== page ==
master. In 1879 this depot was moved south onto the railroad company's 
land, and made into a two-tenement dwelling house, and the present depot 
was built. 

The railroad route through Littleton was probably determined partly by 
the opposition from those controlling business on the old stage lines from 
Boston to Keene, N. H. They felt that a railroad in their vicinity would be 
ruinous to their interests. Rather, the three railroads that now touch the 
town at North, East and West, supplanting the old stages and heavy teaming, 
have affected most favorably the business life of Littleton as well as its social 

Over the stage route it was customary for the farmers to go to Boston 
with produce. When a young boy, I occasionally went with my father in a 
one-horse team to carry farm products for himself and his neighbors to Hiram 
Jacobs of Charlestown. Mr. Jacobs, whose grandchildren now reside here, 
had been a Littleton boy, and was then doing a prosperous business in a store 
which he had established in Charlestown Square. We would start toward 
night, driving as far as Viles' Tavern, Lexington, where we would feed the 
horse and enjoy our own luncheon. In that way, we did not arrive in 
Charlestown until early in the morning. On one of these trips we viewed a 
torch light procession, probably when Van Buren was a candidate for Presi- 
dent, for I well recall the lines floating from the banner; they had a rhythm, 
which I have never forgotten: 

"Martin Van 
Is the man ; 
Is no comparison." 

As with other New England villages, Littleton suffered appreciable loss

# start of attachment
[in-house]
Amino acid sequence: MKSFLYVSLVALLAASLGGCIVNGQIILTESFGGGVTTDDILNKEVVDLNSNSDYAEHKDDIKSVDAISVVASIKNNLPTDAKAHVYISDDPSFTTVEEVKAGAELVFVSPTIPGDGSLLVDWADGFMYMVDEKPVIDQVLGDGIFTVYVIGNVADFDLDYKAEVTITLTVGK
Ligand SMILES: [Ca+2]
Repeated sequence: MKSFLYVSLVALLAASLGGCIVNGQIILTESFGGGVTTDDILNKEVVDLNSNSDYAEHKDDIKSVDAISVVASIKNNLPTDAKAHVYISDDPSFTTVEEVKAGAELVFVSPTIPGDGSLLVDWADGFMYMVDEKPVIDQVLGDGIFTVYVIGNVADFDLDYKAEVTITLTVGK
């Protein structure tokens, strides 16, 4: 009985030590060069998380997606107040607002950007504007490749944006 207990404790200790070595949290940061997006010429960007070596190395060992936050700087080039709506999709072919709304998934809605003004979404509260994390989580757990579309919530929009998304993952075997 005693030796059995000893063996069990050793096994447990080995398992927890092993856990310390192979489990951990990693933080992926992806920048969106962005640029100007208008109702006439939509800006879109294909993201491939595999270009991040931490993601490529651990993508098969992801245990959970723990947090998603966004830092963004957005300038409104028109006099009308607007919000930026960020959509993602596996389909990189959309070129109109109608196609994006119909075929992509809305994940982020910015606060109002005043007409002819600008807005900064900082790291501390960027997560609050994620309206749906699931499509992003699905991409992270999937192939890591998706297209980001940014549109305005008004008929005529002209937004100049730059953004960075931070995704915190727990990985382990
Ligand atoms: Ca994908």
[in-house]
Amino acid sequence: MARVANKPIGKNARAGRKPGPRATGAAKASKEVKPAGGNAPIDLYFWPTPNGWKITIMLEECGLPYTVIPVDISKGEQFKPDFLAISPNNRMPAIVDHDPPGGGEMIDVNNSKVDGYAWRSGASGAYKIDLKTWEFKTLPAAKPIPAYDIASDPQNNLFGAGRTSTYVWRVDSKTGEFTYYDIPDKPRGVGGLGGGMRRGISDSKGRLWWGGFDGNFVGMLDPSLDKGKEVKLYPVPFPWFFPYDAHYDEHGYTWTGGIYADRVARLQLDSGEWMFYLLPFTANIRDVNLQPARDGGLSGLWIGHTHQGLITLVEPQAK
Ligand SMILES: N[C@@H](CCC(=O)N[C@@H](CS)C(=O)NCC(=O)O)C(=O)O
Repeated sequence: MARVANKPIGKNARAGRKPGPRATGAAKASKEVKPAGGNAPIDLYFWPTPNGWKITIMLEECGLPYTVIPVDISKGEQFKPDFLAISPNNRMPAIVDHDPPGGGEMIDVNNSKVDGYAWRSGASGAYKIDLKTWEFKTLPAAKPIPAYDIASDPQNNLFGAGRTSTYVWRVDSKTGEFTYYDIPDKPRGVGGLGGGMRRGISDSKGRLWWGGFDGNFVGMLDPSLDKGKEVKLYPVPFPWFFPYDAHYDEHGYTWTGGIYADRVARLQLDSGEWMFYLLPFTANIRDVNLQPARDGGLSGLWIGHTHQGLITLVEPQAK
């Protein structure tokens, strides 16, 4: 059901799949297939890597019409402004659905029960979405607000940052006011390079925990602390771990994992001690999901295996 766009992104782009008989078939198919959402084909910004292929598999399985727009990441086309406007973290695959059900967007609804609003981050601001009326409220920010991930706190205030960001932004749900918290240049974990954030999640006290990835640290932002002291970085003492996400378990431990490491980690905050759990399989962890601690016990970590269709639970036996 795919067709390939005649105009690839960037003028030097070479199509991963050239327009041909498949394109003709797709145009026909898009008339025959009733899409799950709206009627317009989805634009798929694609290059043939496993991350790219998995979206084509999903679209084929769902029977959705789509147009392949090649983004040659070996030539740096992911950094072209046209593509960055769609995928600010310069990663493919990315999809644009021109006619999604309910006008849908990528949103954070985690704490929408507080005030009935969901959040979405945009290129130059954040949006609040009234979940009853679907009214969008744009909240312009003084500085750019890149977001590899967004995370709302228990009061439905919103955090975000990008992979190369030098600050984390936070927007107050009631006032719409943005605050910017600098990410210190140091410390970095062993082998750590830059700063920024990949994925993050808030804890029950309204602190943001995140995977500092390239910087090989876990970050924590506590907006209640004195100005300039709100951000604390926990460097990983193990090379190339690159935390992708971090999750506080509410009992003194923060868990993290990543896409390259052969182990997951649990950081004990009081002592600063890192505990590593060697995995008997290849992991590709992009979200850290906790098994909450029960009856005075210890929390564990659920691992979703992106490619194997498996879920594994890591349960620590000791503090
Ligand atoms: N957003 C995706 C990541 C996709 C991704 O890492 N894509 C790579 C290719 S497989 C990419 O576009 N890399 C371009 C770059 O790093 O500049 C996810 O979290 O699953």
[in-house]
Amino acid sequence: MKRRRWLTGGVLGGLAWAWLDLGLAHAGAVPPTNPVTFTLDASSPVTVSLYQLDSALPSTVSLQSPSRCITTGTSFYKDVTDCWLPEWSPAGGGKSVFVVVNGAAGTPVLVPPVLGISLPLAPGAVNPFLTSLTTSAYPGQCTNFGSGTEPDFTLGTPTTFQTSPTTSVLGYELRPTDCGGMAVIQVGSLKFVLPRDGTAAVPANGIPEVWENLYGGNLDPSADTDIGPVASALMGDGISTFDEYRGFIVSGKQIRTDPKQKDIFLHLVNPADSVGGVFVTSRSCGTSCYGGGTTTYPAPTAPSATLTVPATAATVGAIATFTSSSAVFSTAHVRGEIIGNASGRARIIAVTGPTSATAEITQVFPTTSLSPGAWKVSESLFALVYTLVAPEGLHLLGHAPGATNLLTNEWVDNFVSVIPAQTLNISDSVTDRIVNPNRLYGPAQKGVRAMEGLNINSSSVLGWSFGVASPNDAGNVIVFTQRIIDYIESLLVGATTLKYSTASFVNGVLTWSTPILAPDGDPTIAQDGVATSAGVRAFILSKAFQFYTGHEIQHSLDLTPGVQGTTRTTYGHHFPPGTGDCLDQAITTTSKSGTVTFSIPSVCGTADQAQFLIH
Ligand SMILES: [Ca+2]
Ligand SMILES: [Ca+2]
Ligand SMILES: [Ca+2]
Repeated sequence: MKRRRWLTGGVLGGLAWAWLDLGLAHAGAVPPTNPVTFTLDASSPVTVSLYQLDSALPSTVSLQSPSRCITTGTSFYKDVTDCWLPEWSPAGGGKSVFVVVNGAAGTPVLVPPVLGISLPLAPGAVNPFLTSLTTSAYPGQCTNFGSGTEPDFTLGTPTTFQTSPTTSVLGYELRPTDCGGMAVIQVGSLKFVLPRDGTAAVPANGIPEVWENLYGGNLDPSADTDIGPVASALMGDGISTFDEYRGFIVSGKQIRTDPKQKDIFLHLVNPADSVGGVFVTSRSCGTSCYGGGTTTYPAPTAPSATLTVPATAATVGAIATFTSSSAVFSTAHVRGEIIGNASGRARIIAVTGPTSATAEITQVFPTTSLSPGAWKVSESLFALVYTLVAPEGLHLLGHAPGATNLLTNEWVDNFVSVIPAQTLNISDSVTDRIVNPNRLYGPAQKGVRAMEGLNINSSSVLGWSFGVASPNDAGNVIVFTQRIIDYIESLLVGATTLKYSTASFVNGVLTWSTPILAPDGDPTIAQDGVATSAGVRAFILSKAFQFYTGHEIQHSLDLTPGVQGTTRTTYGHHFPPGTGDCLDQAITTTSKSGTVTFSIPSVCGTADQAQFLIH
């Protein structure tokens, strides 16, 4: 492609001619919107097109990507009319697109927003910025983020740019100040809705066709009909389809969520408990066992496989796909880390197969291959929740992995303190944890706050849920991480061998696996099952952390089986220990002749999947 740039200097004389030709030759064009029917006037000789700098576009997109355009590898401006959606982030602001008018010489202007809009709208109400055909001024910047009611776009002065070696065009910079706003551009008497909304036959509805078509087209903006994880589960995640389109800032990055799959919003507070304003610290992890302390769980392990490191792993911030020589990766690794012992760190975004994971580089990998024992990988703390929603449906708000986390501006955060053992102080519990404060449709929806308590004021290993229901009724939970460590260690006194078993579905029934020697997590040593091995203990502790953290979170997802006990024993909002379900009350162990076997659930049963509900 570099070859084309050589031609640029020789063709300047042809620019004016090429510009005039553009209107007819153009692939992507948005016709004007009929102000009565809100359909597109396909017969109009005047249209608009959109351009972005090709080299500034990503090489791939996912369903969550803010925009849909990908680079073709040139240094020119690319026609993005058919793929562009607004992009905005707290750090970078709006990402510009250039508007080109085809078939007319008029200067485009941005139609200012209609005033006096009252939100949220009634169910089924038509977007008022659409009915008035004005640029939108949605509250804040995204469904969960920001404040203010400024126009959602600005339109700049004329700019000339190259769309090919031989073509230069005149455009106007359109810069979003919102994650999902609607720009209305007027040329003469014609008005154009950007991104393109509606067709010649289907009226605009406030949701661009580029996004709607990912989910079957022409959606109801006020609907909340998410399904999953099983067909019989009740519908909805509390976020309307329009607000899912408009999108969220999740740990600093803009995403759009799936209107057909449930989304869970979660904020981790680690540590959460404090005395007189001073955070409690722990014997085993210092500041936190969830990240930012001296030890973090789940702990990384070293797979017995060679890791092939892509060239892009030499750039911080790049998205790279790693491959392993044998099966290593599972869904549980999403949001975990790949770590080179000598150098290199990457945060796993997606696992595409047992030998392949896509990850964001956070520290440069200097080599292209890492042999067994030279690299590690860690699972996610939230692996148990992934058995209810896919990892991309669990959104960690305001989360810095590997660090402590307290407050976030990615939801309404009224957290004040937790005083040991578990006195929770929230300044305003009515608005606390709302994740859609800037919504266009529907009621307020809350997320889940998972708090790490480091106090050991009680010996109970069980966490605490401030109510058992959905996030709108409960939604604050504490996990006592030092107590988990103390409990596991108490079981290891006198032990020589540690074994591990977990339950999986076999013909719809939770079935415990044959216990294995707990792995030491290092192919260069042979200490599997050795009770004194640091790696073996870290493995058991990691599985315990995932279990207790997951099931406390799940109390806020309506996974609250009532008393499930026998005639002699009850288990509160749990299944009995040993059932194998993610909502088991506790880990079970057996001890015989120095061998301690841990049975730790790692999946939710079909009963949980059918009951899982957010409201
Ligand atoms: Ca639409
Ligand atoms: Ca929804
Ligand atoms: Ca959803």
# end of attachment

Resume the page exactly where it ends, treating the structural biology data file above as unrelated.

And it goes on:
in the cause of the Civil War. The sturdiness and loyalty that her sons 
had shown for their native town, then became a pride to devote to their 
country, and our town continued recruiting and paying bounty until the end 
of the war, furnishing one hundred and seventeen men, eighteen more than 
her quota called for. A list of eligible men, between the ages of eighteen 
and forty-five, was kept in the provost-marshal's office in Concord, and if a 
sufficient number did not respond to the President's call for volunteers, a 
draft was made. In Lowell arid other places, I remember listening to the 
mustering officer as he stepped in front of the ranks of soldiers holding up 
their right hands, and administered the following oath : 

'' You solemnly swear to bear true faith and allegiance to the United 
States of America, to serve her honestly and faithfully against all enemies or 
opposers whomsoever, that you will obey all orders of the President of the 
United States and the orders of all officers appointed over you." 

The town officers for that period were : 

Selectmen, 1861-1862. Selectmen, 1863, 1864 and 186S. 
John F. Robbins, Joseph A. Priest, 

John Cutter, William Kimball, 

James A. Parker, George W. Sanderson. 

The Town Clerk in 1861, and through the war, was William Kimball. 
In 1861, the Town Treasurer was William Chamberlain, and in '62, '63, 
'64 and '65, Luther White. Of the above-mentioned officers, the writer of 
this article is the only surviving member. 

My first vote for Governor was cast November, 1851, for George S. 
Boutwell of Groton. As a delegate, I attended in 1853 a political conven- 
tion in Fitchburg, over which Robert C. Winthrop presided, and at which